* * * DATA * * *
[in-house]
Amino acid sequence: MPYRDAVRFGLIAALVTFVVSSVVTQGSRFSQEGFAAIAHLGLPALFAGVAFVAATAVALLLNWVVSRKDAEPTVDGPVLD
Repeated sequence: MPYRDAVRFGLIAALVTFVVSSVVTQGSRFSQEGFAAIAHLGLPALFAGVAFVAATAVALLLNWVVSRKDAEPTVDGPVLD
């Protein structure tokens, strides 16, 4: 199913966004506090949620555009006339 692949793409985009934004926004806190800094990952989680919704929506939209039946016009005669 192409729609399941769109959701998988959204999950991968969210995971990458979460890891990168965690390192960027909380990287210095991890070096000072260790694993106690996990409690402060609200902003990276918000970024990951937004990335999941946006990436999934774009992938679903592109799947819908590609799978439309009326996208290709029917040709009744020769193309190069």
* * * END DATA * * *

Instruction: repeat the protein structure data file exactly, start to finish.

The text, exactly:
[in-house]
Amino acid sequence: MPYRDAVRFGLIAALVTFVVSSVVTQGSRFSQEGFAAIAHLGLPALFAGVAFVAATAVALLLNWVVSRKDAEPTVDGPVLD
Repeated sequence: MPYRDAVRFGLIAALVTFVVSSVVTQGSRFSQEGFAAIAHLGLPALFAGVAFVAATAVALLLNWVVSRKDAEPTVDGPVLD
């Protein structure tokens, strides 16, 4: 199913966004506090949620555009006339 692949793409985009934004926004806190800094990952989680919704929506939209039946016009005669 192409729609399941769109959701998988959204999950991968969210995971990458979460890891990168965690390192960027909380990287210095991890070096000072260790694993106690996990409690402060609200902003990276918000970024990951937004990335999941946006990436999934774009992938679903592109799947819908590609799978439309009326996208290709029917040709009744020769193309190069």